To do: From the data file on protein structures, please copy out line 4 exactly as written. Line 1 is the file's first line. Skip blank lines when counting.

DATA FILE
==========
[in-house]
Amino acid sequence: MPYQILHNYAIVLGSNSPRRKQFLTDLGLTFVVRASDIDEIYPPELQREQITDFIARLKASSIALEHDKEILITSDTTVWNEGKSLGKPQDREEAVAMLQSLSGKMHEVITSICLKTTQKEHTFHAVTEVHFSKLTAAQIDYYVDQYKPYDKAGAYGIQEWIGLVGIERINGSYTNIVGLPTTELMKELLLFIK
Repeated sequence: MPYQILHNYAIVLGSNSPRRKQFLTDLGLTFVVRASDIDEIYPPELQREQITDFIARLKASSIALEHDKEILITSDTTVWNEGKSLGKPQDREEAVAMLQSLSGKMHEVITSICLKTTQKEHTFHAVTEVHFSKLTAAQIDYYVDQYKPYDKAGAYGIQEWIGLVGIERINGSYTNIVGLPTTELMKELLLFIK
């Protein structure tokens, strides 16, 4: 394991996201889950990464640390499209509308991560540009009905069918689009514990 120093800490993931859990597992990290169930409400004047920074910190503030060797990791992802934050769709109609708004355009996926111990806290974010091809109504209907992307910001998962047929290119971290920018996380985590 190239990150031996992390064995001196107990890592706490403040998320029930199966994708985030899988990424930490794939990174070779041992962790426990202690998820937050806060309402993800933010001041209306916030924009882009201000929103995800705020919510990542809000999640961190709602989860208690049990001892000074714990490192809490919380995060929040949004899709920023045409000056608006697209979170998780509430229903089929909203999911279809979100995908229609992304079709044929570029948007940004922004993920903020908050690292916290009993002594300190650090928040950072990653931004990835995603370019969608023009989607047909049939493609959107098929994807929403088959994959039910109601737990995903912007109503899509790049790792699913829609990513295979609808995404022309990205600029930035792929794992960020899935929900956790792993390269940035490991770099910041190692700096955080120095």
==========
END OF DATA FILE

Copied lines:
């Protein structure tokens, strides 16, 4: 394991996201889950990464640390499209509308991560540009009905069918689009514990 120093800490993931859990597992990290169930409400004047920074910190503030060797990791992802934050769709109609708004355009996926111990806290974010091809109504209907992307910001998962047929290119971290920018996380985590 190239990150031996992390064995001196107990890592706490403040998320029930199966994708985030899988990424930490794939990174070779041992962790426990202690998820937050806060309402993800933010001041209306916030924009882009201000929103995800705020919510990542809000999640961190709602989860208690049990001892000074714990490192809490919380995060929040949004899709920023045409000056608006697209979170998780509430229903089929909203999911279809979100995908229609992304079709044929570029948007940004922004993920903020908050690292916290009993002594300190650090928040950072990653931004990835995603370019969608023009989607047909049939493609959107098929994807929403088959994959039910109601737990995903912007109503899509790049790792699913829609990513295979609808995404022309990205600029930035792929794992960020899935929900956790792993390269940035490991770099910041190692700096955080120095």